UK advertising watchdog bans more JTI ads attacking plain packaging

17 Apr 2013


The Advertising Standards Authority (ASA) has found that Camel maker Gallaher's claims about 'booming' black market and amount of unpaid duty were misleading.

In a compliant lodged with the advertising watchdog, Cancer Research UK said Gallaher, which markets brands including Benson & Hedges, Camel and Silk Cut, had made misleading claims that the black market was "booming" and that £3 billion was lost in unpaid duty were misleading.

In two ads that Gallaher, owned by Japan Tobacco International, ran in UK national newspapers, it claimed that government moves to potentially introduce plain, standardised packaging would be a boon for criminals trading in fake cigarettes.

"What make it easier for criminals to make a packet? … The black market in tobacco is booming" runs a line in one of the ads. "Standardising packs will make them easier to fake and cost taxpayers millions more than the £3bn lost in unpaid duty last year."

The ASA referred to a report, Tackling Tobacco Smuggling: Building on Our Success, from Her Majesty's Revenue and Customs (HMRC), which stated that the "tobacco illicit market had been reduced significantly over the last decade".

HMRC figures show that the illicit market for cigarettes in the UK has more than halved in a decade. The ruling noted that JTI had itself acknowledged that the illicit trade in tobacco products has reportedly been a declining trend in the last ten years.

The ASA further found that HMRC used upper and lower limits for estimating losses from unpaid duty - ranging from about £1.2 billion to £3 billion for cigarettes and hand-rolled tobacco. It added  Gallaher's ads failed to state that the £3 billion figure was not just for cigarettes, which most consumers would assume from reading the ads.

JTI was also told it could not claim that the UK had suffered ''£3 billion lost in unpaid duty last year''. The ASA noted that this figure was used by the HMRC when referring to an estimate revenue loss figure - which is in fact far lower.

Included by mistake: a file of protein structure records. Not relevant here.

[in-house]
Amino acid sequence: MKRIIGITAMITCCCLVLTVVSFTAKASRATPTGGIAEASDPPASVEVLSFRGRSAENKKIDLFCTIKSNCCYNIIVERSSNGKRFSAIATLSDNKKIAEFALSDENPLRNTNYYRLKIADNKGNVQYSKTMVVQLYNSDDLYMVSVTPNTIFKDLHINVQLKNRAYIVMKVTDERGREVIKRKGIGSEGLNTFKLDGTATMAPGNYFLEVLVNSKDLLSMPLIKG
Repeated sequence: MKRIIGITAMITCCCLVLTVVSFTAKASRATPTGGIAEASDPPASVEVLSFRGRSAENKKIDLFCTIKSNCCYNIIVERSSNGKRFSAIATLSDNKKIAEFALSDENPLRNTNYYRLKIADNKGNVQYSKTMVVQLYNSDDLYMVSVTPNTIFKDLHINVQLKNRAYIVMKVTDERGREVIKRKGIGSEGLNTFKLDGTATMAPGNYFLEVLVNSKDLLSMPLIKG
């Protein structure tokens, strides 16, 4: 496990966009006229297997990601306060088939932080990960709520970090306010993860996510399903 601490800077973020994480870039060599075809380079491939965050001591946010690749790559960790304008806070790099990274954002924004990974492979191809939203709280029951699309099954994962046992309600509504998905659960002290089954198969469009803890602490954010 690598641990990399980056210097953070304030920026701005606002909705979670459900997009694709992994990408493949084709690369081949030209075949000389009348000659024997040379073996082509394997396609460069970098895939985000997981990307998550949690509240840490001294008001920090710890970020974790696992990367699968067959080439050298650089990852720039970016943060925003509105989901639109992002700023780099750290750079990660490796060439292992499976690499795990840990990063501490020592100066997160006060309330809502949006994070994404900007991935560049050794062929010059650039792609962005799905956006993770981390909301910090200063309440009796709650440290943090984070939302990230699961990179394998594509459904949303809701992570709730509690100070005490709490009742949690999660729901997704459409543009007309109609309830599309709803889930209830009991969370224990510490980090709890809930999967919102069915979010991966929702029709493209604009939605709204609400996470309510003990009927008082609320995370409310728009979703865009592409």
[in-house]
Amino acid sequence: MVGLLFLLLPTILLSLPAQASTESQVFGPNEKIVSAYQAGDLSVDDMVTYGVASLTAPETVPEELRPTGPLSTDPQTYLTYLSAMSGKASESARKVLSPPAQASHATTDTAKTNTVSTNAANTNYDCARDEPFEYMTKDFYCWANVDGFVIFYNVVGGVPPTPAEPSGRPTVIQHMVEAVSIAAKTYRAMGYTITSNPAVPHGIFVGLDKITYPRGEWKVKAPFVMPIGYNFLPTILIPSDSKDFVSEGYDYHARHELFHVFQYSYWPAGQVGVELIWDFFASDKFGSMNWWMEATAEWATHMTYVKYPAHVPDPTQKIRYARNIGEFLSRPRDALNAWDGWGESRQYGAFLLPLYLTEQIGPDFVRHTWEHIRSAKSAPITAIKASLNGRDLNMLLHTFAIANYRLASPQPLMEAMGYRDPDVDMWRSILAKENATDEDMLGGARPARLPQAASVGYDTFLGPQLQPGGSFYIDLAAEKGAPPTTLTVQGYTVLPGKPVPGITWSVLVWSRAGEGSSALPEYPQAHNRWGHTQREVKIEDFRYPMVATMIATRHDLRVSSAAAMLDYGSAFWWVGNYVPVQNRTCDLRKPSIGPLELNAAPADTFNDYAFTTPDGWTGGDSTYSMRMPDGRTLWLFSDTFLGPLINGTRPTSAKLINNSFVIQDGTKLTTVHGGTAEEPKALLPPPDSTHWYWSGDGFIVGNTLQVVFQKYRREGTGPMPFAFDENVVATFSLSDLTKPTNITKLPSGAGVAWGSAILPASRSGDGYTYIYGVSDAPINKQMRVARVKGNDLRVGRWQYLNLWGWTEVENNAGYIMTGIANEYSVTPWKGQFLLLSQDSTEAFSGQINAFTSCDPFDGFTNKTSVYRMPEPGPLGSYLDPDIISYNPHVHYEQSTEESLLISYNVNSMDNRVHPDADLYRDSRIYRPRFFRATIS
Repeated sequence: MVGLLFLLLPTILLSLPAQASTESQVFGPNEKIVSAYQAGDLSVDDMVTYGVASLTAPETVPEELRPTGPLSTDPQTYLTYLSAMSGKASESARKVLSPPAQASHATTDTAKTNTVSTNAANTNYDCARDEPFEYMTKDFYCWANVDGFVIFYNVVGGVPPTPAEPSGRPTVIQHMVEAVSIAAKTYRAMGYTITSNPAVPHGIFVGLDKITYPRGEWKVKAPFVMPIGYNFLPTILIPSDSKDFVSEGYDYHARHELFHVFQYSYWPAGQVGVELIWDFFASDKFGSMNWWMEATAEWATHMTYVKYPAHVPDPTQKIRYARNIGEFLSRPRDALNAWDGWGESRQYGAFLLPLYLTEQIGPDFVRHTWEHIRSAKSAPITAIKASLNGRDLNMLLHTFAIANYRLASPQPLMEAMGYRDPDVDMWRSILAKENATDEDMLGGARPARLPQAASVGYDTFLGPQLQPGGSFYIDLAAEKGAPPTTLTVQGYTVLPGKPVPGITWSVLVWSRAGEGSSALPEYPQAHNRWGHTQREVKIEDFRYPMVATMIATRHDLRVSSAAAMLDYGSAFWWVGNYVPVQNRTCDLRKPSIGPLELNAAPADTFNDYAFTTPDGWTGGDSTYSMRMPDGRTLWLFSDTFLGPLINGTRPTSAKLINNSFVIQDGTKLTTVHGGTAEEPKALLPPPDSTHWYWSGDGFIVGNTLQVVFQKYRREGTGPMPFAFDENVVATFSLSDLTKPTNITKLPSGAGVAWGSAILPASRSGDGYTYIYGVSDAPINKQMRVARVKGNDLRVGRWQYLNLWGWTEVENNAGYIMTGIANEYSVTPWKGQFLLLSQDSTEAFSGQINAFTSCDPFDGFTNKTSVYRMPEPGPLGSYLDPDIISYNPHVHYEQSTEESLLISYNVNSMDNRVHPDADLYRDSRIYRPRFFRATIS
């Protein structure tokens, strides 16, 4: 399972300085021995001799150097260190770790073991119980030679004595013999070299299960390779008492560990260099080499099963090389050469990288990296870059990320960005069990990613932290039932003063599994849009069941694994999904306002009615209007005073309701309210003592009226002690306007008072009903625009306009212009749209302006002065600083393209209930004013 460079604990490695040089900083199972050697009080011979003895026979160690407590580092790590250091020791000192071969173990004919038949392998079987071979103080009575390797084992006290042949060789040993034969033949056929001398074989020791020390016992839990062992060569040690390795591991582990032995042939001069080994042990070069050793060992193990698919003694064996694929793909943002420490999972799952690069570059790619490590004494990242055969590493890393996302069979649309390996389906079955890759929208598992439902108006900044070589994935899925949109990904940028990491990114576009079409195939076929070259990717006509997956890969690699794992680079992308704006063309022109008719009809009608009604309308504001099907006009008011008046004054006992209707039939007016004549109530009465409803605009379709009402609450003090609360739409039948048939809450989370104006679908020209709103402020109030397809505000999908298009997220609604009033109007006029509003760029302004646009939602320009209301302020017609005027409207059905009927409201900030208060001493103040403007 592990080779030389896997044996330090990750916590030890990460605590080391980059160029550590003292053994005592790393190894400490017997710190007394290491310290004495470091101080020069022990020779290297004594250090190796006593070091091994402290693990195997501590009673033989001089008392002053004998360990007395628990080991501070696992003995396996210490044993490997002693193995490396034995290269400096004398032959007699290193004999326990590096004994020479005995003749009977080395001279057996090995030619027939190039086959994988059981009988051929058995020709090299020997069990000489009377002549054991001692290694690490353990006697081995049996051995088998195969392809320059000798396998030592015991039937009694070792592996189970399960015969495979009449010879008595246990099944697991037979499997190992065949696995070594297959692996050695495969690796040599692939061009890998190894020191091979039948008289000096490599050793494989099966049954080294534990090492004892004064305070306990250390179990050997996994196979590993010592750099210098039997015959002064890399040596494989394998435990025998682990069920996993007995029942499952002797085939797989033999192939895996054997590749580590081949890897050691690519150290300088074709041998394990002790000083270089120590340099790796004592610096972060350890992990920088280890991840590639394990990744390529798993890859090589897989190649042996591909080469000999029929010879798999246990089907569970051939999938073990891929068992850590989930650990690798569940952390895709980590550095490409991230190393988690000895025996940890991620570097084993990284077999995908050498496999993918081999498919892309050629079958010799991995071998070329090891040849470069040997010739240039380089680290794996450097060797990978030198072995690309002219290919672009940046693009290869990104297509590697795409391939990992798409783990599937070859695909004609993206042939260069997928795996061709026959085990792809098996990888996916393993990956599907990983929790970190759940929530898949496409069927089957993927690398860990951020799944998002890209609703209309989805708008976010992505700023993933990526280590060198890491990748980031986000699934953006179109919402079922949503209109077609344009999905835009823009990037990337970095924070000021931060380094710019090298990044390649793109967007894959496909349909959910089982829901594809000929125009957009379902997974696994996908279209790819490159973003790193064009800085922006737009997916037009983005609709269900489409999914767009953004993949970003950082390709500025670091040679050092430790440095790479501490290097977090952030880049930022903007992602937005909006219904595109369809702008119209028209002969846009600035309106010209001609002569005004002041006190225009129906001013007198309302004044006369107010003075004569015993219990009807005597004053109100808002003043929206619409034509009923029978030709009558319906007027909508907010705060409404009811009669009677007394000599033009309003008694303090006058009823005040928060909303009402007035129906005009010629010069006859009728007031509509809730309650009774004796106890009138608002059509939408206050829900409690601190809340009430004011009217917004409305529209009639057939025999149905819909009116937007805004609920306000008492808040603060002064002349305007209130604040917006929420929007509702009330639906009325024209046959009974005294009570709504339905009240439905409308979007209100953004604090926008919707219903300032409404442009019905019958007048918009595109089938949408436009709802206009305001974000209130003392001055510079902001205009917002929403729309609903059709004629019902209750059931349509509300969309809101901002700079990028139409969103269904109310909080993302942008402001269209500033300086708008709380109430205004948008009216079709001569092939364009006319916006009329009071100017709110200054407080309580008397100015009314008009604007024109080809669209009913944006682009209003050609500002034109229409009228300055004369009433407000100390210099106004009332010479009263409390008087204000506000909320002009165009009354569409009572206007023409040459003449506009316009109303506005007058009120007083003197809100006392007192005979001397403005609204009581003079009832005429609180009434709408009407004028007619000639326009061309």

Concluding that the ads were misleading, the ASA told Gallaher they must not appear again without changes.

According to Paul Willimans, head of corporate affairs at Gallaher's parent company, Japan Tobacco International, the ruling came as a result of a complaint made to the ASA from a group campaigning and lobbying for tobacco control measures rather than from any member of the general public.

He added that whilst the company would not publish the advertisement in question again, it disagreed "with those who appeared to wish to close down the debate by challenging the semantics of our statements rather than the substance". He added, the company would continue to express its concerns, as it was essential that common sense and sound evidence prevailed.

Meanwhile Cancer Research UK said in a press release, "The latest decision is in response to complaints made by Cancer Research UK and follows a previous ruling in March about earlier adverts, when the ASA told JTI it could not claim that the government had categorically "rejected" the policy of plain packaging for cigarettes in 2008.

 JTI launched a £2 million advertising campaign in July 2012 opposing the idea of putting all tobacco products in plain, standardised packs of uniform size, shape and design.

JTI's latest advertisement uses a 2011 letter between civil servants in the UK and Australia in another effort to discredit plain, standardised packs as being without evidence.

Australia introduced standard packs in December 2012, despite British American Tobacco, Imperial Tobacco and Philip Morris having challenged the Australian legislation in the country's High Court, under which they would be forced to use drab packaging with disturbing images of the health impacts of smoking. (See: Australia may be hit with the third WTO suit over tobacco packaging).

The ongoing use of such a large advertising budget to try to block this measure highlights the industry's fear of how effective this move will be in reducing the attractiveness of their products.

The move is being seen as a test case in the struggle by tobacco firms to counter growing global action by governments that have seen tighter rules on cigarette sales over the past decade.

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